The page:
This month we feature a two-part video response to Tom’s question and the ensuing discussion from Tony D’Amato, silviculturist at the University of Minnesota’s Department of Forest Resources. Tony’s first video addresses the concept of natural disturbance-based silviculture. His second video addresses a somewhat related concept, of active management to restore late-successional structure. Tony discusses how ecological forestry can complement other approaches like production forestry and multiple use sustained yield forestry on the landscape.
Ecological forestry: Natural disturbance-based silviculture
- Minnesota DNR’s Native Plant Community Field Guides
- Natural disturbance and stand development principles for ecological forestry
Ecological forestry: Restoring late-successional forest structure
- Restoring Late-successional Forest Structure, by Tony D’Amato and Paul Catanzaro (PDF)
- More info and links on restoring late-successional and old growth characteristics from MassWoods.net.
How does (or doesn’t) ecological forestry fit into your woodland plans? Why or why not? Leave a comment below or add to the initial discussion begun by Tom.
Some MyMinnesotaWoods readers may be interested in this early December, 2009 event:
Growing the Bioeconomy: Solutions for Sustainability
Dec. 1-2, University of Minnesota Continuing Education and Conference Center, St. Paul campus
Hosted by University of Minnesota Extension and the University of Minnesota Initiative for Renewable Energy and the Environment. Cost is $50 per day, $85 for both days.
Program schedule and registration.
This two-day conference will bring together national and local players from Minnesota’s bioeconomy to explore renewable energy opportunities. Agricultural producers, landowners, community and business leaders, and citizens interested in economic development and biorenewables are encouraged to attend and identify ways they can participate in solutions to the global climate change and energy supply issues facing Minnesota.
On December 1, you’ll be part of a virtual conference hosted by 12 Midwest universities. You’ll get a big picture overview of the issues through broadcast viewing and a live panel discussion. Speakers include: U.S. Secretary of Agriculture Tom Vilsack, U.S. Secretary of Energy Dr. Steven Chu, Renowned biochar and climate change expert Dr. James E. Lovelock.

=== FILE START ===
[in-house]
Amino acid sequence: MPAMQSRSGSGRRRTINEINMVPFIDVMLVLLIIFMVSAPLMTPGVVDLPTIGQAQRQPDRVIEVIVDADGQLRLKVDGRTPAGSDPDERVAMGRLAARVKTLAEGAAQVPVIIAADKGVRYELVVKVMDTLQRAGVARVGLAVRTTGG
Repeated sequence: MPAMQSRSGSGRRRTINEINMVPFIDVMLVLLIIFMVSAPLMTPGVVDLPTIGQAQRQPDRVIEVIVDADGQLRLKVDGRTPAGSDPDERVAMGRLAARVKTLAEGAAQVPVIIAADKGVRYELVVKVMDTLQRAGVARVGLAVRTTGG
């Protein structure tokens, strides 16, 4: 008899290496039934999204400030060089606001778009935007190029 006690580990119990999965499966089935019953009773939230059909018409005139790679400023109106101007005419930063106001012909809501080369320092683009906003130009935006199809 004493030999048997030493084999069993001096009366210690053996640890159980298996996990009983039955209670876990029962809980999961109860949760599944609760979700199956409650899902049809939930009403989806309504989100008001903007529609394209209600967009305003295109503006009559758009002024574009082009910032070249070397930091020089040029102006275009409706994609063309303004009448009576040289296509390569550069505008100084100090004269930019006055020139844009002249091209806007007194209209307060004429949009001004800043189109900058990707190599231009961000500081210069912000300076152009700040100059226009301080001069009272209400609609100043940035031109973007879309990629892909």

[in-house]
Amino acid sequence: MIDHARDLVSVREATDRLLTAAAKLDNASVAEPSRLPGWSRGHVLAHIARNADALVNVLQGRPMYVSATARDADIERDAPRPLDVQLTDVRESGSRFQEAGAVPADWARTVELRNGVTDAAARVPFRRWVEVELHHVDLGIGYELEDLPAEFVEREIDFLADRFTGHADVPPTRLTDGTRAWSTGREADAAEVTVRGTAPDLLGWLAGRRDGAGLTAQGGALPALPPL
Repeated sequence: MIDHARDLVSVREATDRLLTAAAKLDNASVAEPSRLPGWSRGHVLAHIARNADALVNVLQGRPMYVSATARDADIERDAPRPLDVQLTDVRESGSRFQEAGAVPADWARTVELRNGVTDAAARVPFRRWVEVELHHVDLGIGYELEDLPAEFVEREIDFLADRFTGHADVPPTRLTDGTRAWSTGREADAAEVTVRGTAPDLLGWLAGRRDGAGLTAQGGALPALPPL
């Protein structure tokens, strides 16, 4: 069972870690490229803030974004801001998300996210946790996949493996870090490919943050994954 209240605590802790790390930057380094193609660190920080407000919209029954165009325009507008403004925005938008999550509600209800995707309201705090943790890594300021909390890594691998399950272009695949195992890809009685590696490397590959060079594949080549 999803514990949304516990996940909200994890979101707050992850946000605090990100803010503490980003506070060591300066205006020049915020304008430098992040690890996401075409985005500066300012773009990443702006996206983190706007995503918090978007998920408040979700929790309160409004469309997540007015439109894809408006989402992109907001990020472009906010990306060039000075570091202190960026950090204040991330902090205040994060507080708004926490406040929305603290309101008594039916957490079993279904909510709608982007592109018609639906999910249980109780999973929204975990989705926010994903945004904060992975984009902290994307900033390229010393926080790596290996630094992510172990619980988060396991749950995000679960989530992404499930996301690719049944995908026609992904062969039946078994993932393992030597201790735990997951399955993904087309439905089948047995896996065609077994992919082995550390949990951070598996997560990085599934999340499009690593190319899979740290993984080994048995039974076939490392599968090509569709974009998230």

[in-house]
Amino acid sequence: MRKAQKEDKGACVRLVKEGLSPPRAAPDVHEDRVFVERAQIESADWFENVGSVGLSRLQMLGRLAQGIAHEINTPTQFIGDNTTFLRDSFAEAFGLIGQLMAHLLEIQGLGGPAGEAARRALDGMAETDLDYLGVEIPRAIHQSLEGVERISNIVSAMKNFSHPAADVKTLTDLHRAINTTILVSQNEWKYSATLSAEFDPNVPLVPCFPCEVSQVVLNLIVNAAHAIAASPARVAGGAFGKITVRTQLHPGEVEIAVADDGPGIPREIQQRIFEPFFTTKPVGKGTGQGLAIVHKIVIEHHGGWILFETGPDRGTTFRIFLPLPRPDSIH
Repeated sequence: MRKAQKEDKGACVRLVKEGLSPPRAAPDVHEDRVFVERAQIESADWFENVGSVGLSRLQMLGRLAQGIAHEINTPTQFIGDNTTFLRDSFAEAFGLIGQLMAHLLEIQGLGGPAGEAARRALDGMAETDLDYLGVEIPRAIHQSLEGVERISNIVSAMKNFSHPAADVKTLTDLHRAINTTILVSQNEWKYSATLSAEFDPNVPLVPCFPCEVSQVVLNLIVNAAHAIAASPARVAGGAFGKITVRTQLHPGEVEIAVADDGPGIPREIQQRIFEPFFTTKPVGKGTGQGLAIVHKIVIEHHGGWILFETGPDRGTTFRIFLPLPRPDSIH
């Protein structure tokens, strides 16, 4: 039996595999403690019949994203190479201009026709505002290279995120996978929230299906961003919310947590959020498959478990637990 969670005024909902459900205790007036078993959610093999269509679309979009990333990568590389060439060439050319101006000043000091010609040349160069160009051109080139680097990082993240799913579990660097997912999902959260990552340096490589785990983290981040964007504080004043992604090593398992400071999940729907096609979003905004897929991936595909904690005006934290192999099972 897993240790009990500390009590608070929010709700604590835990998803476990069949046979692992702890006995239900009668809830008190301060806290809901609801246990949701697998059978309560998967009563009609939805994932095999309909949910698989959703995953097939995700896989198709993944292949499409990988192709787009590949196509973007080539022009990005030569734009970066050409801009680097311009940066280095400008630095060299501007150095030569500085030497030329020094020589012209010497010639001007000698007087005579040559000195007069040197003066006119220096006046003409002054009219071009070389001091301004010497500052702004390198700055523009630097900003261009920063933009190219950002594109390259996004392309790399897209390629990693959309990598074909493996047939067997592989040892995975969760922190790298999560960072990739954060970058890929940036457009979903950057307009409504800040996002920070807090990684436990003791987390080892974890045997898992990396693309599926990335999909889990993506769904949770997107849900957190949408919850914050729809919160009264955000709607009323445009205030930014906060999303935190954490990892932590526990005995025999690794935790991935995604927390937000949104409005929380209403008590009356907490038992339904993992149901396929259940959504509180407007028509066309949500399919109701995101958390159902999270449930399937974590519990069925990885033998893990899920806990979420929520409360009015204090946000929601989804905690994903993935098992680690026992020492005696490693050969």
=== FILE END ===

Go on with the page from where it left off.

December 2 is all about Minnesota. We’ll focus on local success stories, getting your questions answered, and giving you information you can put to use right away.
A few months ago, we heard from a frustrated reader. Noting the abundant info about emerald ash borer (EAB) in urban environments, he could find almost nothing on managing ash in woodland stands. Philip Potyondy created this video to begin to answer that question.
The video has four sections:
- First Extension’s Jeff Hahn reviews basic EAB biology, dispersal, and impacts on host trees.
- Second, Keith Jacobson of the MN DNR’s Utilization & Marketing unit briefly reviews markets for ash wood in Minnesota.
- Third, we head to the woods for brief comments from Paul Dickson, president of the Minnesota Association of Consulting Foresters.
- We close with a summary of research and management recommendations for woodland ash stands from Extension’s Angela Gupta.
Special thanks to Jeff Hahn, Keith Jacobson, Paul Dickson, and Angela Gupta for their contributions to this video. You can learn much more about EAB in Minnesota at the UMN Extension EAB page.
What are you doing to prepare your woods for EAB? Leave a comment to let us know.
There’s been a lot of news lately about declining moose populations in Minnesota. According to NRRI, the northwest Minnesota population has declined from over 4,000 to fewer than 100 over the past 20 years. There’s some concern now about a decline in northeastern Minnesota as well.
The following announcement is from the KAXE radio website:
REPORT YOUR MOOSE SIGHTINGS
We talked with Mark Johnson, Executive Director of the Minnesota Deer Hunters Association, about what he learned as a member of theMinnesota Moose Advisory Committee. The Minnesota moose population is facing a lot of biological and natural threats, and has seen sharp declines in the Northwestern part of the state.
While the decline has not been as dramatic in Northeastern Minnesota, biologists and others interested in moose populations are still concerned. Mark indicated that we have a lot to learn about what is affecting the population, and one of the ways that you can help is to report your moose sightings on a special website.Please report your moose sighting(s) here, or read why it’s important to report what you see.
Read more about what’s happening to moose in Northeastern Minnesota on NRRI’s Moose in Minnesota website.
The Minnesota Logger Education Program announced a new online mapping training this month. The new training is based on the Minnesota DNR’s Landview application. A basic version of Landview is already online, but this training introduces a newer, far more powerful version that can be downloaded to any PC running Windows.
The training has two components: Introduction and Advanced. The training is best suited to those comfortable with computing and working through a relatively high-speed internet connection. It may be of greatest interest to loggers, natural resource professionals, and advanced woodland owners. Beginners may be more comfortable with the more basic mapping options, as well as links and tutorials, on our Maps & Airphotos page.
Why is MLEP’s new training worth the time? The version of Landview covered in the training offers excellent quality airphoto imagery as well as numerous data layers not available through other sources. It also has other important features, notably the ability to transfer GPS data to or from your GPS receiver. This version is far more powerful than most online mapping applications.
Best of all, there’s no charge and the presentation is excellent. Check out MLEP’s new Landview training now.